“There’s a baby here! A baby left by her mother – I think – I was waiting for the doors to open, she put the baby here and walked away, young girl, not good with ages, late teens, I guess? There’s a baby here, right here. Oh, I didn’t look – “ He looks. “It’s a girl.”
Y begins with our narrator, a few hours old, abandoned on the doorstep of the Y (the YMCA), wrapped in a grey sweatshirt with a Swiss Army Knife beneath her feet. She is found by Vaughn, who works at the Y, and has seen our narrator’s mother leave her there. But he lies to the police about the mother’s description – ‘he knows I am better off without her’ – and so begins our narrator’s journey through foster care, adoption and finally, the search for her birth family.
Our narrator is initially Lily, named by one of the nurses at the children’s hospital she is taken to while appeals for her mother to come forward are made. Then, for Parez and Raquelle, she is Shandi, who’s ‘”…going to be a model”…because I’m a string bean baby and a bit longer than average’. When Raquelle’s life falls apart, Shandi becomes Shannon for Julian and Moira. This last one until she is three when she’s removed by a social worker:
The longest word in the Oxford English dictionary is floccinaucinihilipilification. It means “the action or habit of estimating something as worthless.” This is the last thing Julian teaches me before I’m rushed out of the door in the arms of the social worker when I am three years old, my little arm in a bright blue cast.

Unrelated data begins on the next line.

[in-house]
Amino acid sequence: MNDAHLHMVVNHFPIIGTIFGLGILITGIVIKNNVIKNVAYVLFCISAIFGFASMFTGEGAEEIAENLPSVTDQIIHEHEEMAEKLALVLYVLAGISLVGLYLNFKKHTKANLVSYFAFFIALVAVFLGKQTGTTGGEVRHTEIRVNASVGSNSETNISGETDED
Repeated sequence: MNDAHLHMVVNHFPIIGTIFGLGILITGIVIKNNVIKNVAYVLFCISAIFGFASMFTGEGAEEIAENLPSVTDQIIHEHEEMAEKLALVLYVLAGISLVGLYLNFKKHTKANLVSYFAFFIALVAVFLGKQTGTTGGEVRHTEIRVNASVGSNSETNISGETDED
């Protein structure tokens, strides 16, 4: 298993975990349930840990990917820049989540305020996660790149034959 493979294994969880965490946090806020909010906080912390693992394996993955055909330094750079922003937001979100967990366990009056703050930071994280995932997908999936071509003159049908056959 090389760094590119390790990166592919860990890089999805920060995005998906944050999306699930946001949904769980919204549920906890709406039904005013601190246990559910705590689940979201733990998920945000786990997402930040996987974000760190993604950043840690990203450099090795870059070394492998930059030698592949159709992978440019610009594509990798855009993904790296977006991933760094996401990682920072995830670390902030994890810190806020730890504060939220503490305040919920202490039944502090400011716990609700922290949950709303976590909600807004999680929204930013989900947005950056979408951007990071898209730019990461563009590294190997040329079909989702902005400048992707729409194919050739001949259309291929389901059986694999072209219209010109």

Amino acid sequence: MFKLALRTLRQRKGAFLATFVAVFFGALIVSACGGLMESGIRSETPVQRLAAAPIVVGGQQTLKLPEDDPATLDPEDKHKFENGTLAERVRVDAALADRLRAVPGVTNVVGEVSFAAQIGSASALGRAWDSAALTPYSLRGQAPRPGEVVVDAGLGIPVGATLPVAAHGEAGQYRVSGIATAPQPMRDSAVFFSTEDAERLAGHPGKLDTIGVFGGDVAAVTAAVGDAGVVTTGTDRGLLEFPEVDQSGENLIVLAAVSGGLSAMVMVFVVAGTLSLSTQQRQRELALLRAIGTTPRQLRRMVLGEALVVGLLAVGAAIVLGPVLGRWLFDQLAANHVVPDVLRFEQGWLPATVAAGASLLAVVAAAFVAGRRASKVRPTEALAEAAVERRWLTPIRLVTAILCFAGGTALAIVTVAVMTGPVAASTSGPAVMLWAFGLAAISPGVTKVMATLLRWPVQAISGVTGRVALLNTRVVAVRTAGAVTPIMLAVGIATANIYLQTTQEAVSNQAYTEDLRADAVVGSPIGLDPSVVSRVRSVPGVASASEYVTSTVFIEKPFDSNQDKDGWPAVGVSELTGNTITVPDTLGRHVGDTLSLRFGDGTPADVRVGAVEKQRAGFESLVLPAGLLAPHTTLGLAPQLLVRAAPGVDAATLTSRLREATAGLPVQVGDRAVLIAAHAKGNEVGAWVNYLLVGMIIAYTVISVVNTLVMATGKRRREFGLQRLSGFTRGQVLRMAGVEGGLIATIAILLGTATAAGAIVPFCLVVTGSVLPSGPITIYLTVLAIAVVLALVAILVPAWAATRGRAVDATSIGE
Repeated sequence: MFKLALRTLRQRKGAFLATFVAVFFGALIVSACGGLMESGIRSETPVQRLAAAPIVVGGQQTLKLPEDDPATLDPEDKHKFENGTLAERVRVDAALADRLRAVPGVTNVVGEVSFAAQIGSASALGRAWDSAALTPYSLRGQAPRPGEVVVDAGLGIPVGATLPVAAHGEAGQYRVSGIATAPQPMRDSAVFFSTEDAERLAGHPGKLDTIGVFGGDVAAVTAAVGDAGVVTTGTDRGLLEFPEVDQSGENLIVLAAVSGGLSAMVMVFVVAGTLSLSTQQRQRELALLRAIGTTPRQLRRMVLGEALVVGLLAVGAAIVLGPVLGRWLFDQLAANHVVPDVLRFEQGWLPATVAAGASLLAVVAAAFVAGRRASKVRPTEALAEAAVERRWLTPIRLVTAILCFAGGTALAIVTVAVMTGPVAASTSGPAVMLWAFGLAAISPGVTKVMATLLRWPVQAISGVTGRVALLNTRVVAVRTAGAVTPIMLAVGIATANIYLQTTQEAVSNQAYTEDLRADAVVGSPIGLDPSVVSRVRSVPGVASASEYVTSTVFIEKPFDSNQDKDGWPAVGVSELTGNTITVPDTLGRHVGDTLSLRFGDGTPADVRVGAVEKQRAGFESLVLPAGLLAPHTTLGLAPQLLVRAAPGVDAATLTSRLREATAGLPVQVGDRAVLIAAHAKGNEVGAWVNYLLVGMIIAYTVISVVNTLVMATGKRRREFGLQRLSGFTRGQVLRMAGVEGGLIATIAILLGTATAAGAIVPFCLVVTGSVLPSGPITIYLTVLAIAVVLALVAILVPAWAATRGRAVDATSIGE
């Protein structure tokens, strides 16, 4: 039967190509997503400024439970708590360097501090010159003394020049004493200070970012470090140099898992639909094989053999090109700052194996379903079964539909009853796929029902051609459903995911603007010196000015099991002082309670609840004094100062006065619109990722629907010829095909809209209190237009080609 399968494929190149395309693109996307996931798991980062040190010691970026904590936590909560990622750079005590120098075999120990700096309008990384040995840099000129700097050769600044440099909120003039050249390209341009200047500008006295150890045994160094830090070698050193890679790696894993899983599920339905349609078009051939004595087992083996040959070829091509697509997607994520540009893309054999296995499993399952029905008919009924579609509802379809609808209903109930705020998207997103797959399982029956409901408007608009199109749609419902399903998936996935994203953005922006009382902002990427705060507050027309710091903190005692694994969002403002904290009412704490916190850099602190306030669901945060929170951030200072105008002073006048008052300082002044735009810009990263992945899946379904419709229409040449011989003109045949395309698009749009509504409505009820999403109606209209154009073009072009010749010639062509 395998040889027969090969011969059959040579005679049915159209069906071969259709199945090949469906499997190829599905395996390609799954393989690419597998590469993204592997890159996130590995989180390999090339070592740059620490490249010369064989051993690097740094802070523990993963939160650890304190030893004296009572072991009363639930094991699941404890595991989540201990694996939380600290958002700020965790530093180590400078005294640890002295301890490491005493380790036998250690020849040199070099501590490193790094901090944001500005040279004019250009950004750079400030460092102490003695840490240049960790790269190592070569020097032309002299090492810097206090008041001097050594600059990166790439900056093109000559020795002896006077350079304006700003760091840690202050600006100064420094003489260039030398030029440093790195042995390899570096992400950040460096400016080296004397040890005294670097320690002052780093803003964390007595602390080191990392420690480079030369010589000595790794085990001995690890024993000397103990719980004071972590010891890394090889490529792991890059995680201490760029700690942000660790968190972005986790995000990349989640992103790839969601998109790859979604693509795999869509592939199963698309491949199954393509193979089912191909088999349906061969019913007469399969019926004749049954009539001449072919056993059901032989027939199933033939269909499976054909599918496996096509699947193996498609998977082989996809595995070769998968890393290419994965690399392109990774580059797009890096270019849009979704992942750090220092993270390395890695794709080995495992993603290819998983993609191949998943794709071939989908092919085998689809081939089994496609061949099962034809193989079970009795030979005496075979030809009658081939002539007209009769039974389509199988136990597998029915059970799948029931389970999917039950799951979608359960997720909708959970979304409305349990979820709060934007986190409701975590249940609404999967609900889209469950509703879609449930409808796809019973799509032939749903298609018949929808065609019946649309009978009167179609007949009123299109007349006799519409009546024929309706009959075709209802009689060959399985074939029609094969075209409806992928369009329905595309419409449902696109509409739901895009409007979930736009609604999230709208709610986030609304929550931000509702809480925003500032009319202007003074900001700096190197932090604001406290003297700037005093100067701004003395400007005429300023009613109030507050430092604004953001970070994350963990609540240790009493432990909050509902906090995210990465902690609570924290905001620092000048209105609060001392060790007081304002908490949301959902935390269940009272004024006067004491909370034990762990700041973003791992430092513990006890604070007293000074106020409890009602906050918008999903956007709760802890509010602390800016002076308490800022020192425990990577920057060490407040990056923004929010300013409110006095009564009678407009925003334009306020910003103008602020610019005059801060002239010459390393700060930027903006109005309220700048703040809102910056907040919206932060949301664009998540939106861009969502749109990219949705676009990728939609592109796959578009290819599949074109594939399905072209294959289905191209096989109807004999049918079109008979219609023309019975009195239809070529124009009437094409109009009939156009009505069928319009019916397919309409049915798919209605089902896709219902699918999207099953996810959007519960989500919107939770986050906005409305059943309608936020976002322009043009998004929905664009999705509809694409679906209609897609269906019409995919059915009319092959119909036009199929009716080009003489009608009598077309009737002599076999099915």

For a while, in a children’s home where she is ‘the sixth child in a four bed home…[sharing]…the bottom bunk with a smelly girl who wets the bed’, she is Samantha, until finally, she is adopted by Miranda. Miranda ‘is a cinnamon-coloured woman who works as a Molly Maid and was once married to a man named Dell’ and has a daughter of her own called Lydia-Rose. Our narrator returns to and remains Shannon.
You’ve probably gathered by now that our narrator’s childhood is pretty grim: pushed from house to house; bullied at school; cared for by people with plenty of problems of their own.
I would never keep a diary, lest someone like me discovered it. There are too many ugly thoughts in my head. Who wants to write this stuff down? Who wants to remember it? Today I thought about stepping in front of a bus. Today I wondered whether it would hurt more to slit my wrists or hang myself in the closet. Today I prayed to God because my stomach hurt so bad I thought I was dying.
And the misery doesn’t end there.
Between chapters of Shannon’s story from birth to adulthood, we are told the story of Shannon’s birth parents and her younger brother; a story far bleaker than her own.
This is an interesting story told by a captivating narrator. Celona’s sentences are often short, sharp and pacey, giving us the full force of Shannon’s personality from the opening lines of the novel.
The only part of the book that didn’t work for me was Shannon narrating her parent’s story too, a story that she can only have been told by her birth mother and father towards the end of the timeline of the book. It seemed wrong to have her working as an omnipotent narrator in a time before she was born, particularly as her own story is very much told from her own point of view.
However, this is still an accomplished debut, worthy of its inclusion in this year’s Waterstones’ 11. Marjorie Celona’s definitely one to keep an eye on.
Thanks to Faber and Faber for the review copy.